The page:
Tom: Yeah, I mean, it's interesting that a lot of commodity companies seized on this, the BRI initiative. I was giving them justification for going overseas, but also improving their ability to tap Chinese development bank credit to do so. And one of the big instances where we saw that was a conglomerate, which appeared to come out of nowhere, called CEFC snapped up an awful lot of overseas assets. They bought upstream oil fields in Abu Dhabi and Chad. At one point, they even came close to buying a pretty substantial stake in Russia's state-owned Rosneft before they went bust. And when they went bust, they sucked the main Chinese policy bank, the China Development Bank, into a fairly wide-ranging corruption probe. And, of course, China Development Bank, CDB, was one of the main backers of the Asian Infrastructure Bank, which was essentially created to help finance BRI projects.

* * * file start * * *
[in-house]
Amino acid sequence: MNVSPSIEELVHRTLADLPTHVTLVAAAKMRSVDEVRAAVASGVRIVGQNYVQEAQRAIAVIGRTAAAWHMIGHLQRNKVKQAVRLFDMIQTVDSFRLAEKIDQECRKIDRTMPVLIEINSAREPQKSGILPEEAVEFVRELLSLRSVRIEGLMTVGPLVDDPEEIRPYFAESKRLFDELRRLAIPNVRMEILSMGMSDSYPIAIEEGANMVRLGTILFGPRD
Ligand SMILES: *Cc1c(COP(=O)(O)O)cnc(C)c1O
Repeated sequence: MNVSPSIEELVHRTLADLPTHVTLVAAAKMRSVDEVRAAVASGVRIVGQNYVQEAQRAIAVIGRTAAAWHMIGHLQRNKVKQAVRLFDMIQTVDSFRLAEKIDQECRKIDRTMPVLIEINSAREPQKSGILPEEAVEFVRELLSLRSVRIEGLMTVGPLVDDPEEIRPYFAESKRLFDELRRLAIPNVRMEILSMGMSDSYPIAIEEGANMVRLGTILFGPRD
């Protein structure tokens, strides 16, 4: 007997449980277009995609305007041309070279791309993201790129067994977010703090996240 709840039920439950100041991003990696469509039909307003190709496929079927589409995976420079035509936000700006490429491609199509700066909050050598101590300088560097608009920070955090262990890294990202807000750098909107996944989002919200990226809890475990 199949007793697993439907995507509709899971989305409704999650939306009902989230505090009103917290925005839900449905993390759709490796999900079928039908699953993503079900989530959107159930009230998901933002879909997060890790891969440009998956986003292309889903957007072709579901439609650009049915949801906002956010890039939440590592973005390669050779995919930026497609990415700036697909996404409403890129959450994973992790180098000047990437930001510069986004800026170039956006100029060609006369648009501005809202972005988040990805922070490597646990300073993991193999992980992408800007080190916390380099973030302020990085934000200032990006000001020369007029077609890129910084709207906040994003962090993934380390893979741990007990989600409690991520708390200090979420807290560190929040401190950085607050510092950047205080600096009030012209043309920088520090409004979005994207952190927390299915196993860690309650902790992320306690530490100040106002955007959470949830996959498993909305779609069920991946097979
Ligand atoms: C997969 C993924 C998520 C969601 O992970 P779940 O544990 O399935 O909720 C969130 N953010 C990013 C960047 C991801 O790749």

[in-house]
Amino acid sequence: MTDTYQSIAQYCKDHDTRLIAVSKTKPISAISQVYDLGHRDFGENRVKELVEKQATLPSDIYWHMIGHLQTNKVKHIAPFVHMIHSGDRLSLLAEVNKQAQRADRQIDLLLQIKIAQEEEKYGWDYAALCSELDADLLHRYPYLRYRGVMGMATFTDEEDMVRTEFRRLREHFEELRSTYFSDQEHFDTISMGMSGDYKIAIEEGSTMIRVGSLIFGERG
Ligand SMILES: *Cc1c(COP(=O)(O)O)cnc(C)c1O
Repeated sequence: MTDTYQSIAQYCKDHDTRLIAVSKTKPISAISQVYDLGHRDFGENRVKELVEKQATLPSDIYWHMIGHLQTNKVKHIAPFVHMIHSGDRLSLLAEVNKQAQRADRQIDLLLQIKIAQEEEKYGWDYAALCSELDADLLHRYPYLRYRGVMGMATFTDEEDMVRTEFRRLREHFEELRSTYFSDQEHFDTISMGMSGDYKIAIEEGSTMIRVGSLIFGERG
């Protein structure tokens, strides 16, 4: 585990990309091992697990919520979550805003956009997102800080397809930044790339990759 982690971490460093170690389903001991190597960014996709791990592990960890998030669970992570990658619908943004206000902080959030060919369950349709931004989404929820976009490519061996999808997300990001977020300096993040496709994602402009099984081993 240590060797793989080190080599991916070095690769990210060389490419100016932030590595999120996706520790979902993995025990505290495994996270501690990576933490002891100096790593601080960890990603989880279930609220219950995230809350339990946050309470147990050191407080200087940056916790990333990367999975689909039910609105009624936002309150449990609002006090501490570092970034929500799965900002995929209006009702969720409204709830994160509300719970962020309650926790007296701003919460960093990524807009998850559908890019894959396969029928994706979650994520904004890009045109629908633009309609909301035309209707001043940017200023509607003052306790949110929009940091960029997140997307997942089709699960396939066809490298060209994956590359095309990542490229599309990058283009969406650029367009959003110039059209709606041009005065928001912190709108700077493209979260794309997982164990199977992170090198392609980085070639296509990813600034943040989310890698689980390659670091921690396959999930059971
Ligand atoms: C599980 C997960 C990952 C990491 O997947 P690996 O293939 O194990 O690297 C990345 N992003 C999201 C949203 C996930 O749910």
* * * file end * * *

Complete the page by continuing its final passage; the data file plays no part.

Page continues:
And it's sort of made it look as though a lot of companies in China were quite cynically taking advantage of Xi's policies to export China's manufacturing surpluses and just sort of piggyback on that cheap credit. And some of that has come crashing down around their ears. I t rather sort of tarnished the image, I think, of the BRI when things like that happen.
David: And I think there are several areas where we can say, what has the reality of the BRI been, compared to the rhetoric? And you'd mentioned there, the handling of finance and the way that...I hesitate to use the word manipulated… but to some extent, the project has been manipulated in that sense to some degree. As I said, the goals are expenditures of up to $1.2 trillion, maybe about $100 billion has been spent so far. We've talked about the debt trap that certain countries in the region are concerned about. The terms of debt repayment, etc. have been troubling. And Myanmar...